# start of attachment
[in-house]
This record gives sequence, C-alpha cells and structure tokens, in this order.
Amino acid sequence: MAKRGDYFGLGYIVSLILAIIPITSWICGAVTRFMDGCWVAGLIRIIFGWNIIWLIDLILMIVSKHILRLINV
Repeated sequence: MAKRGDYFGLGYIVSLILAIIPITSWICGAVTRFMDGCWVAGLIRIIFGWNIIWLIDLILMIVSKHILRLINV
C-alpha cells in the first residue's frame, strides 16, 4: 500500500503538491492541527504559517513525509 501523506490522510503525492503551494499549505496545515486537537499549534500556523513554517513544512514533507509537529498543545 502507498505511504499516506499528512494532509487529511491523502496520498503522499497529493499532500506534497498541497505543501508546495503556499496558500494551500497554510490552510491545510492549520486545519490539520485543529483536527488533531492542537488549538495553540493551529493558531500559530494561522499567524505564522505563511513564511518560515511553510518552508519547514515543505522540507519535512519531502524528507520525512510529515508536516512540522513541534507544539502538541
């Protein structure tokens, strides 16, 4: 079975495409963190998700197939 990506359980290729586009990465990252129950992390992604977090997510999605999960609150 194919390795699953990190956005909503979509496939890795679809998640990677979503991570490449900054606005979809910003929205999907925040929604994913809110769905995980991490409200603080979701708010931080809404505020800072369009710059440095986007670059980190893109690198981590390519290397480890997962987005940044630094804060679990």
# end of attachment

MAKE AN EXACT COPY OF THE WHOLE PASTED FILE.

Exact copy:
[in-house]
This record gives sequence, C-alpha cells and structure tokens, in this order.
Amino acid sequence: MAKRGDYFGLGYIVSLILAIIPITSWICGAVTRFMDGCWVAGLIRIIFGWNIIWLIDLILMIVSKHILRLINV
Repeated sequence: MAKRGDYFGLGYIVSLILAIIPITSWICGAVTRFMDGCWVAGLIRIIFGWNIIWLIDLILMIVSKHILRLINV
C-alpha cells in the first residue's frame, strides 16, 4: 500500500503538491492541527504559517513525509 501523506490522510503525492503551494499549505496545515486537537499549534500556523513554517513544512514533507509537529498543545 502507498505511504499516506499528512494532509487529511491523502496520498503522499497529493499532500506534497498541497505543501508546495503556499496558500494551500497554510490552510491545510492549520486545519490539520485543529483536527488533531492542537488549538495553540493551529493558531500559530494561522499567524505564522505563511513564511518560515511553510518552508519547514515543505522540507519535512519531502524528507520525512510529515508536516512540522513541534507544539502538541
């Protein structure tokens, strides 16, 4: 079975495409963190998700197939 990506359980290729586009990465990252129950992390992604977090997510999605999960609150 194919390795699953990190956005909503979509496939890795679809998640990677979503991570490449900054606005979809910003929205999907925040929604994913809110769905995980991490409200603080979701708010931080809404505020800072369009710059440095986007670059980190893109690198981590390519290397480890997962987005940044630094804060679990």